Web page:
A Nightmare on Elm Street

This entry is part 5 of 12 in the series Hallowe'en Horror Week

Released: 1984
Director: Wes Craven

Starring: Heather Lagenkamp, Johnny Depp, Robert Englund


A classic 80s teen horror

Just to prove I’m not completely averse to horror films I was given the choice the other night of what to watch.  A Nightmare on Elm Street or Saw .  Of course it was A Nightmare on Elm Street – I know a classic slasher flick when I see one.  For those of us who grew up in the 80s, Freddy Krueger is the ultimate bogeyman and it still causes a shudder when we see a green and red stripey jumper.  And not just because of the fashion faux pas of wearing red and green together.

Long before Christopher Nolan’s Inception took us into a dream world which impacted on the waking world, Wes Craven created a much more frightening scenario.  Four teenagers, including a very young and cute Johnny Depp, start to share the same nightmare.  In it they are pursued by a horribly disfigured man with knives for fingers.  It soon becomes apparent that the injuries inflicted on the teenagers in their dream states carry into the conscious world.  One by one Freddy hunts down the young people in their dreams and kills them in a violent and bloody manner.

I love A Nightmare on Elm Street.  It is one of the few horror films that really makes me jump. It is inventive and scary but has quite a sense of humour at the same time.  While the dream world is the stuff of fantasy other elements are recognisable and scary.  As far as I know my parents were never part of a vigilante mob who murdered a child killer, I can understand the fear created by not wanting to go to sleep and how bad dreams can stay with us for days.

The death scenes are appropriately bloody and gruesome and the small number of (potential) victims is much more effective than films where dozens of anonymous teens are dispatched.  We are given plenty of time to get to know the characters and Freddy’s pursuit of them is all the more suspenseful for the time that it takes.  We wait for the deaths to occur, but not for too long.  A Nightmare on Elm Street is only 91 minutes long and is perfectly paced to both create suspense and be action packed at the same time.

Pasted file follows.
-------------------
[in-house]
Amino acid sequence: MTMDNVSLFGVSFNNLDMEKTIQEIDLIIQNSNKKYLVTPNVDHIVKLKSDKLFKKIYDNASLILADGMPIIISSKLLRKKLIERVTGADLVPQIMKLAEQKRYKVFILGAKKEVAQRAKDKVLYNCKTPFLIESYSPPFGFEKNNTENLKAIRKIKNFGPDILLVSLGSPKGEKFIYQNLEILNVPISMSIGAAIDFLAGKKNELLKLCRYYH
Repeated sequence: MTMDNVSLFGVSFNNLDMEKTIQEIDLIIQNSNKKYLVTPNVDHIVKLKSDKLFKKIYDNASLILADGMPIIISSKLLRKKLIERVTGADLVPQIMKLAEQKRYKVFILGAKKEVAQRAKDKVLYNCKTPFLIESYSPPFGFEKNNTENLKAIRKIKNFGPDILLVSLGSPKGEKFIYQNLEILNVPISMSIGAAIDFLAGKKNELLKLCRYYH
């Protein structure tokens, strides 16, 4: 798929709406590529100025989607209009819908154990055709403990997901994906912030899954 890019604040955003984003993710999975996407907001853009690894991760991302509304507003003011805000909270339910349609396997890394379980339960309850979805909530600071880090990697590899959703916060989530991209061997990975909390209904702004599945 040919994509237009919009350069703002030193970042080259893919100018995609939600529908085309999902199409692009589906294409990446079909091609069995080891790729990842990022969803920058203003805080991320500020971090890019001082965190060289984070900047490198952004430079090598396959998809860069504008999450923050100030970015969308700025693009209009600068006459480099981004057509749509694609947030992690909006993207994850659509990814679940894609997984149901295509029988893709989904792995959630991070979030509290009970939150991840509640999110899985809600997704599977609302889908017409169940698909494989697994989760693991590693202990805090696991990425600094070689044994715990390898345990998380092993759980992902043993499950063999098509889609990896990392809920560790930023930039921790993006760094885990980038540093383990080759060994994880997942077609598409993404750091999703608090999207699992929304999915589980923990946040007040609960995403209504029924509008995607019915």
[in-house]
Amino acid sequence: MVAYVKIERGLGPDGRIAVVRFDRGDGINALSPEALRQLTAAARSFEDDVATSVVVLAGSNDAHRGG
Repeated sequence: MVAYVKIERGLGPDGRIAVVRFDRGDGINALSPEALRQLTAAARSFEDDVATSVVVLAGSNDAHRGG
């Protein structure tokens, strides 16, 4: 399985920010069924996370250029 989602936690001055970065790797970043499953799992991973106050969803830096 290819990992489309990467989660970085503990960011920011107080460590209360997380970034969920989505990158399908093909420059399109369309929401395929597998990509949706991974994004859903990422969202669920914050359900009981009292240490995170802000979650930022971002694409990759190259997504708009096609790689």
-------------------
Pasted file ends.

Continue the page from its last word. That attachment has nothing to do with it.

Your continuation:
Robert Englund is great as the monstrous Freddy Krueger but I’m never entirely scared when he appears.  I see Englund much more as the Willie, the friendly Visitor from 80s sci-fi classic V.  It’s entirely possible that if I had seen A Nightmare on Elm Street before V, my opinion would have been reversed and Freddy would terrify me.

Heather Lagenkamp as heroic Nancy is also very good.  She’s scared but resourceful enough to work out what’s going on and develop a plan to tackle Freddy.  The other teen actors aren’t quite as good, not even Johnny Depp but they aren’t awful either.  And let’s be honest, no-one watches horror movies for the Oscar-winning calibre of the acting.

A Nightmare on Elm Street is a classic.  It’s engaging, scary and fun to watch.  If every horror film was this good I’d be the genre’s biggest fan.

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